Call them what you will: mentor texts, inspiration, or research. But whatever you call them, they grow in a big stack on my desk when I am working on a story.
I largely use these texts as a way of inspiring the mood or style, as well as mentors for theme or plot.
To best explain, I’m going to give you a super-secret, insider’s peek at “the stack” I used for my forthcoming book, Love, Triangle (Balzer+Bray/HarperCollins).
Shhhhhh…ready? This is some top-secret stuff here. I’ll have to erase your memory afterward.
1) The Little Men and Little Miss books by Roger Hargreaves
This was simply visual inspiration.
The characters in Love, Triangle are shapes: Circle, Square, and Triangle. Because this is an abstract concept, I needed to figure out how these characters would move about and interact. I needed to world-build. Immediately the Little Men and Little Miss books came to mind.
Once I had these images of simple—yet full of personality characters—my story took shape. (Pun intended!) I highly recommend, especially when dealing in the inanimate, to find some visual inspiration.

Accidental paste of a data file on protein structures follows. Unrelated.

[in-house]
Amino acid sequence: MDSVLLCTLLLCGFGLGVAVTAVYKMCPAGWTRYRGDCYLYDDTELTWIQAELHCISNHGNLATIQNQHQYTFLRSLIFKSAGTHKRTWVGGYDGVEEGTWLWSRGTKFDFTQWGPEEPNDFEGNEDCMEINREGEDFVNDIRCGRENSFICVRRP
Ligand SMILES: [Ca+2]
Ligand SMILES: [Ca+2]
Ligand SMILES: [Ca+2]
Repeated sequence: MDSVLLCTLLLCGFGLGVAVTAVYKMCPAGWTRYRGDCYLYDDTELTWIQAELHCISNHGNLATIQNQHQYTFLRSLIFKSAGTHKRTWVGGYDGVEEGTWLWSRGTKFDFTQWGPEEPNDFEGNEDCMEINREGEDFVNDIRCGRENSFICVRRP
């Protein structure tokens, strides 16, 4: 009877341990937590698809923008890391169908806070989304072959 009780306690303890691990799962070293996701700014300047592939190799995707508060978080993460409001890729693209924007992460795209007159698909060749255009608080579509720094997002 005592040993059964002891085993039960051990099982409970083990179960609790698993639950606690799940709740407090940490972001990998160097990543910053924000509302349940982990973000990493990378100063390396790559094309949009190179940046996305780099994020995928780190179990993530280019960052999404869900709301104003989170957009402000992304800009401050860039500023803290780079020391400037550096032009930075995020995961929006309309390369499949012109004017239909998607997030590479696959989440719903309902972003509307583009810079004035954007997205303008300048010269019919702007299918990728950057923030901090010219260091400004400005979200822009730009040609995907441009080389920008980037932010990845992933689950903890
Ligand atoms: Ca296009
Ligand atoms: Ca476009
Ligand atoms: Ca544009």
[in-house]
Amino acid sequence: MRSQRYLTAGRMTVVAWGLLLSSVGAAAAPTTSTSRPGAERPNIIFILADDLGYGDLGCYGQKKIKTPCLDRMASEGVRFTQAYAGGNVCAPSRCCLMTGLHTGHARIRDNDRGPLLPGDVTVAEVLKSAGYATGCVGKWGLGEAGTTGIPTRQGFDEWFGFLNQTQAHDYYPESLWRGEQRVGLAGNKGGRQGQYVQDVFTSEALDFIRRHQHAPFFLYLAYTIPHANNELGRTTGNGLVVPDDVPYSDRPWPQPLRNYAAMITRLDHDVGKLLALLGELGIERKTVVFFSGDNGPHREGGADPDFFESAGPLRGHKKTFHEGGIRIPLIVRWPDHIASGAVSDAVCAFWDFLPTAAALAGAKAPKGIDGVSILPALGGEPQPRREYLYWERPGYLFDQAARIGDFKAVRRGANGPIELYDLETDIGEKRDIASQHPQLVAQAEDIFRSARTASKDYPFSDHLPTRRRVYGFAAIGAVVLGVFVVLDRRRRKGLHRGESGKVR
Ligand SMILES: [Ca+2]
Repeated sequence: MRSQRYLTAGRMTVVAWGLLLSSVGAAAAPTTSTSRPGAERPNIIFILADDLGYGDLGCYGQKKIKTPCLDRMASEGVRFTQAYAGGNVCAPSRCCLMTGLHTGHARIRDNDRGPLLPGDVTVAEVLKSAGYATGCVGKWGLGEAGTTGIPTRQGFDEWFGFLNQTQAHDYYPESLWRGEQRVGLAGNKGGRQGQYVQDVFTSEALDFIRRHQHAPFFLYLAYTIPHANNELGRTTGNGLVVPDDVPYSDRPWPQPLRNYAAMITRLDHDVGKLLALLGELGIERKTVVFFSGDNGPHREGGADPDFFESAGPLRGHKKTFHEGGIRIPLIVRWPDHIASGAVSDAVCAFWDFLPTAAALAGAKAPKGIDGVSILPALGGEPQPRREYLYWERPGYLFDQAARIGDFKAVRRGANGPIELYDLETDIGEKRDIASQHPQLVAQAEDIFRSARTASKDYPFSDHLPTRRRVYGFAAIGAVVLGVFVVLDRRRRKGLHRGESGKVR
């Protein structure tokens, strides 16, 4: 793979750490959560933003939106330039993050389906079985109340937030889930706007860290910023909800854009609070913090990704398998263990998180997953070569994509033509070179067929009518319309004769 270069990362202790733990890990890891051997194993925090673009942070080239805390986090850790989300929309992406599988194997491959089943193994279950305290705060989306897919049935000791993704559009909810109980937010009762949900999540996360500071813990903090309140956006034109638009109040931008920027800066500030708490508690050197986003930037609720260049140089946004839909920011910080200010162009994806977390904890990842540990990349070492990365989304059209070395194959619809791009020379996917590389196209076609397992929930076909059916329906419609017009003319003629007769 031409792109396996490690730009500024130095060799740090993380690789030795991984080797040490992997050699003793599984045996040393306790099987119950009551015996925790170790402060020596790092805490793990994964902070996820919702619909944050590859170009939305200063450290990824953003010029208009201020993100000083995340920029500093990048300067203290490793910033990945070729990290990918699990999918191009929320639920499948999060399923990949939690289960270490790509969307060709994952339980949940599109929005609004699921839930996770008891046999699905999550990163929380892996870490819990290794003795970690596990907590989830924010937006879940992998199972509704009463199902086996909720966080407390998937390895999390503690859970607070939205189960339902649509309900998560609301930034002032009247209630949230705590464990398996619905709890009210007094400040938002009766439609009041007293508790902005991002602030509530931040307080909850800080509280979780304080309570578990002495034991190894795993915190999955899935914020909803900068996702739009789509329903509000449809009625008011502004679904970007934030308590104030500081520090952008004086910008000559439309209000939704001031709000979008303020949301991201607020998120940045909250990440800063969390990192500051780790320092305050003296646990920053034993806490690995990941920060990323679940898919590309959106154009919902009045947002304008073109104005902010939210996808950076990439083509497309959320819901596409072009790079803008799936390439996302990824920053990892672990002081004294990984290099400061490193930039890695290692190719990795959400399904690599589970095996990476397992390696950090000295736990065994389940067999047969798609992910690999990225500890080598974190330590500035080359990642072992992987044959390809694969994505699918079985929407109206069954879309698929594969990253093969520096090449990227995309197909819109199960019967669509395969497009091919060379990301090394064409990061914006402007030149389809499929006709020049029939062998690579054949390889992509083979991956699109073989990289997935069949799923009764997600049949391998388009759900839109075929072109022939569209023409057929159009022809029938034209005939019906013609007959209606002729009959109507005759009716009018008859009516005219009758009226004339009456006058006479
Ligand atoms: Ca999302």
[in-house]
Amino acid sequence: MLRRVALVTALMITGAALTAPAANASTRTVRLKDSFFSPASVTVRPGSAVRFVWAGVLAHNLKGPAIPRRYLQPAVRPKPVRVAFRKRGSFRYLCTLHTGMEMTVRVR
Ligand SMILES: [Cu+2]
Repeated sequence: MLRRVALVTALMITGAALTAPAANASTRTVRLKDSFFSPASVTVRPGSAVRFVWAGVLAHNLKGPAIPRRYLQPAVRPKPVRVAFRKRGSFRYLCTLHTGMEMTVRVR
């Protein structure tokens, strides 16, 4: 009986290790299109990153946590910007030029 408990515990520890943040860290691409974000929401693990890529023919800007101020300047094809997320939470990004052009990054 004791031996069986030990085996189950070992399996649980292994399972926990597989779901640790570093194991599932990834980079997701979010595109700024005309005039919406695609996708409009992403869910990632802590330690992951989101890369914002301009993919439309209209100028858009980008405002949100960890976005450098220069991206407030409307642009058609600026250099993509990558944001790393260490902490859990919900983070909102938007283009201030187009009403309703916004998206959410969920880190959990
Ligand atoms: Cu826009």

I knew that I wanted Love, Triangle to pack edgy, smart humor. I also wanted my story to have as much parent-appeal as kid-appeal (a la the Pixar effect). Crayons does both. It also skillfully deals with inanimate objects. I studied this book to better understand how Daywalt achieved what I wanted to achieve.
My agent later noted in her Love, Triangle submission letter, “Love, Triangle does for geometry what The Day the Crayons Quit did for…crayons!”
I have always been a fan of Amy Krouse Rosenthal’s work. I love the heart with which she approaches inanimate objects. I love her word play. I wanted Love, Triangle to have heart and lots of punny, geometry humor. Imagine my delight when many editors started comparing Love, Triangle to Spoon. Swoon!
OK. Now this is a funny story. This book isn’t even out yet, and although Tara is a good friend, I have not read this manuscript. But, I read this in Publisher’s Marketplace:
THE MONSTORE author and PiBoIdMo creator Tara Lazar’s 7 ATE 9, a pun-packed, preschool noir mystery, starring a hard-boiled Private “I” and a mysteriously missing number, to Kevin Lewis at Disney-Hyperion, by Ammi-Joan Paquette at Erin Murphy Literary Agency (World).